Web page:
A number of headlines last week focused on student loans. Amazon and Wells Fargo announced that their short-lived partnership to promote private student loans has come to an end. This announcement marked the latest news to break concerning the controversy surrounding rates charged by private versus federal student loans. 

Additionally, SoFi announced new fundraising plans as it eyes opportunities to expand its main student lending business. Reports indicate SoFi aims to raise $500 million in equity—one of the largest U.S. FinTech funding rounds this year.

Importance of Valuation to Unlocking Capital
In this week’s deep-dive topic, we focus on valuation, which has been a key regulatory and investor fairness topic. ASC Topic 820 (formerly known as FAS 157) introduced fair value measurements and disclosure requirements for financial instruments.

Historically, the MPL industry has used a variety of informal valuation techniques; however, to grow as an institutional asset class, the industry needs to employ a sound and consistent valuation discipline. A consistent and reliable valuation approach will facilitate the sale of seasoned secondary pools and securitization deals, which, in turn, helps platforms and investors to unlock capital.

Impact of Loss Timing & Seasoning on Valuation
In this newsletter, we isolate the impact of loss timing on the valuation of a loan pool as the collateral seasons. We explore the price profile of a loan pool over its life for four distinct loss curve shapes: a flat, a front-loaded, a back-loaded, and an up-down CDR curve.

Exhibit 1 shows that under a flat loss curve, price is constant over time. A front-loaded loss curve allows the loan pool to price above par as loans season; a back-loaded loss curve leads to a delayed price drop; and the price profile for an up-down loss curve is influenced by a combination of front and back-loaded curves.

Exhibit 1 Summary of Seasoning Analysis
Source: PeerIQ

The Price of a Loan Depends on the Timing of Losses over Loan Age
For the purpose of our analysis, we assume that recovery rate is zero for a defaulted loan. A loan pays interest and principal until it matures, is prepaid, or defaults. The price of a loan depends on the principal repayment and interest rate collected over the loan life. The level of prepayment and default, in addition to the timing of cashflow, determines loan pricing. As the loan pool experiences time-varying default or loss rates, the price changes over the loan life, even if the discount rates and collateral projections remain constant.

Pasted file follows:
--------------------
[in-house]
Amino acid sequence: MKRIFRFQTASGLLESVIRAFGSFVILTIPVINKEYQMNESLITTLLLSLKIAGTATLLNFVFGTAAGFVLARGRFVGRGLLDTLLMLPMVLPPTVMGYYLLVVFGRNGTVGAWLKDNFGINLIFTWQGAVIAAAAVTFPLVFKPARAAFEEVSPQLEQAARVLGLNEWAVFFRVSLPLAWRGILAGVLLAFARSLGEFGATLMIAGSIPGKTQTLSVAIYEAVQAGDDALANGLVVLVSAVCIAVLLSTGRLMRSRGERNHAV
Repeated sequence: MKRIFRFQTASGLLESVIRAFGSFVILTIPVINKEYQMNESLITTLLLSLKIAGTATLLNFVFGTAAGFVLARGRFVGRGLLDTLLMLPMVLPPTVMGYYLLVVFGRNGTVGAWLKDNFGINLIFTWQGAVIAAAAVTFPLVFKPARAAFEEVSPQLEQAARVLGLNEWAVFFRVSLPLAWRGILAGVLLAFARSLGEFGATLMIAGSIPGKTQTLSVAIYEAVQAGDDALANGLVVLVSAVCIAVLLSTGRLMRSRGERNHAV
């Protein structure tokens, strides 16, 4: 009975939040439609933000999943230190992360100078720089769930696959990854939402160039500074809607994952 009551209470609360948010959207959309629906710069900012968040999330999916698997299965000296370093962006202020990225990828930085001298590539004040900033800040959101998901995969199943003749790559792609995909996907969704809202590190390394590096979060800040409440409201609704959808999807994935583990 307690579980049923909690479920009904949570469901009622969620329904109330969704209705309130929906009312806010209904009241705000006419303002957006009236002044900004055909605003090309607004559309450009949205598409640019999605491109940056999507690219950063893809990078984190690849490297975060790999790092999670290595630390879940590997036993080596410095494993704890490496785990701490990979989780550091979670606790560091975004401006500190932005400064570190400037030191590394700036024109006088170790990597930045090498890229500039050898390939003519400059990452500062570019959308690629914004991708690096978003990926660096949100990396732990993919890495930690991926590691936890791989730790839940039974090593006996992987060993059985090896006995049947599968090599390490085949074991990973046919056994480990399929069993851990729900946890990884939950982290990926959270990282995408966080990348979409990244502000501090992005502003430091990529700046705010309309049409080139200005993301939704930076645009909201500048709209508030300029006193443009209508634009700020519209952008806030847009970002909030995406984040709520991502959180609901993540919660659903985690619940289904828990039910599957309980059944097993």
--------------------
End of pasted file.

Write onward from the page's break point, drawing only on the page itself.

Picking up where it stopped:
PeerIQ has developed prepayment and default models to forecast cashflows at the loan-level for a number of platforms. We focus the follow discussion on default curve shapes in the context of loan pricing.

Discounted Cashflow Approach for Loan Pricing
Throughout this analysis, we assume a $100 million loan pool that is comprised of 36-month loans with a 15% fixed-rate coupon, a 16% CPR, and a 1% servicing rate. We carry out loan pricing according to the following steps: ­

  1. We project the cash flows on the loan pool from the time of origination given CPR and CDR curves.
  2. We solve the yield at origination assuming the price is at par ($100).
  3. We apply this yield as the discount rate to arrive at the net-present value (NPV) of the remaining cashflow.
  4. We calculate the price of the loan pool as NPV divided by the beginning pool balance for each payment period.

Common Metrics for Prepayment and Default

The following is background on basic metrics for measuring prepayment and default rates used in PeerIQ’s pricing engine.

  • Single Month Mortality (SMM) measures the prepayment rate for a month. The SMM is the fraction of the beginning-month principal balance that prepays during the month. By convention, the scheduled principal is subtracted from the balance before calculating SMM.
  • Conditional Prepayment Rate (CPR) is the annualized version of the SMM.
  • Month Default Rate (MDR) measures to the charge-off or default rate for a month. The MDR is the fraction of the beginning-month principal balance that has been charged off during the month. By convention, the scheduled principal is subtracted from the balance before calculating MDR.
  • Conditional Default Rate (CDR) is the annualized version of the MDR.

Historical CDR Curves Are Not Constant Over Loan Age
Flat CDR curves do not exist in practice. The CDR curve can take on complex shapes and levels which leads to diversity in the price behavior of a loan over its life.